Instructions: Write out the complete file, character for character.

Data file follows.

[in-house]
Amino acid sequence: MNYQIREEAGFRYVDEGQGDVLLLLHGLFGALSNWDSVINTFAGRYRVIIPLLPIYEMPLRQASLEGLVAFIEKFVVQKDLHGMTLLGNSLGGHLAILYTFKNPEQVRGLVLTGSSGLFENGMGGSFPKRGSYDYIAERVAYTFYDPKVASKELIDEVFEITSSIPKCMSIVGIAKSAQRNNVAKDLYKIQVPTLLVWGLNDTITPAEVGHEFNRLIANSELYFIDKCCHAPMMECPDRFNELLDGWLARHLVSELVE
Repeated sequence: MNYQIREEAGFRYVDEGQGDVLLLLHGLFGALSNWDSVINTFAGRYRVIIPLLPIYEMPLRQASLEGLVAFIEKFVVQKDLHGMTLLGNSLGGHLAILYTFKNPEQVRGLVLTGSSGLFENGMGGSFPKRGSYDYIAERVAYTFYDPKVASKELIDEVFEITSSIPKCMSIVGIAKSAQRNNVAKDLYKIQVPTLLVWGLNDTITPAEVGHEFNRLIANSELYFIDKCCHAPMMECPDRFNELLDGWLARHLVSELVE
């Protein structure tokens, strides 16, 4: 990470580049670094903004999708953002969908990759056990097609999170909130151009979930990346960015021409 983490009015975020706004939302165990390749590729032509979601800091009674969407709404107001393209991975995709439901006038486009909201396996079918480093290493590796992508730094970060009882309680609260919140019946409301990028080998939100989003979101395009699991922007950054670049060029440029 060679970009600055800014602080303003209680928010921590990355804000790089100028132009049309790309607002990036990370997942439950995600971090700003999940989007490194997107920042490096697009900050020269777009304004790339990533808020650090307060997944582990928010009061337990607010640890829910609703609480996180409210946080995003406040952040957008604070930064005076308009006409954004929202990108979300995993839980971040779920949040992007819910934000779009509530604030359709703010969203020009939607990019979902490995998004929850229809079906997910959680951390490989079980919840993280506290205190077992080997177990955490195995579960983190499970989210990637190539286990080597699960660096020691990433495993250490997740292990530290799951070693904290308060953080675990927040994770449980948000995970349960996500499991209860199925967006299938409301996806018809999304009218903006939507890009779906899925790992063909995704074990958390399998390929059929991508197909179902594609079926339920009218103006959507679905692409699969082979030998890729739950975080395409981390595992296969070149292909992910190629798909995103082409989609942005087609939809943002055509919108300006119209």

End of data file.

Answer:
[in-house]
Amino acid sequence: MNYQIREEAGFRYVDEGQGDVLLLLHGLFGALSNWDSVINTFAGRYRVIIPLLPIYEMPLRQASLEGLVAFIEKFVVQKDLHGMTLLGNSLGGHLAILYTFKNPEQVRGLVLTGSSGLFENGMGGSFPKRGSYDYIAERVAYTFYDPKVASKELIDEVFEITSSIPKCMSIVGIAKSAQRNNVAKDLYKIQVPTLLVWGLNDTITPAEVGHEFNRLIANSELYFIDKCCHAPMMECPDRFNELLDGWLARHLVSELVE
Repeated sequence: MNYQIREEAGFRYVDEGQGDVLLLLHGLFGALSNWDSVINTFAGRYRVIIPLLPIYEMPLRQASLEGLVAFIEKFVVQKDLHGMTLLGNSLGGHLAILYTFKNPEQVRGLVLTGSSGLFENGMGGSFPKRGSYDYIAERVAYTFYDPKVASKELIDEVFEITSSIPKCMSIVGIAKSAQRNNVAKDLYKIQVPTLLVWGLNDTITPAEVGHEFNRLIANSELYFIDKCCHAPMMECPDRFNELLDGWLARHLVSELVE
């Protein structure tokens, strides 16, 4: 990470580049670094903004999708953002969908990759056990097609999170909130151009979930990346960015021409 983490009015975020706004939302165990390749590729032509979601800091009674969407709404107001393209991975995709439901006038486009909201396996079918480093290493590796992508730094970060009882309680609260919140019946409301990028080998939100989003979101395009699991922007950054670049060029440029 060679970009600055800014602080303003209680928010921590990355804000790089100028132009049309790309607002990036990370997942439950995600971090700003999940989007490194997107920042490096697009900050020269777009304004790339990533808020650090307060997944582990928010009061337990607010640890829910609703609480996180409210946080995003406040952040957008604070930064005076308009006409954004929202990108979300995993839980971040779920949040992007819910934000779009509530604030359709703010969203020009939607990019979902490995998004929850229809079906997910959680951390490989079980919840993280506290205190077992080997177990955490195995579960983190499970989210990637190539286990080597699960660096020691990433495993250490997740292990530290799951070693904290308060953080675990927040994770449980948000995970349960996500499991209860199925967006299938409301996806018809999304009218903006939507890009779906899925790992063909995704074990958390399998390929059929991508197909179902594609079926339920009218103006959507679905692409699969082979030998890729739950975080395409981390595992296969070149292909992910190629798909995103082409989609942005087609939809943002055509919108300006119209």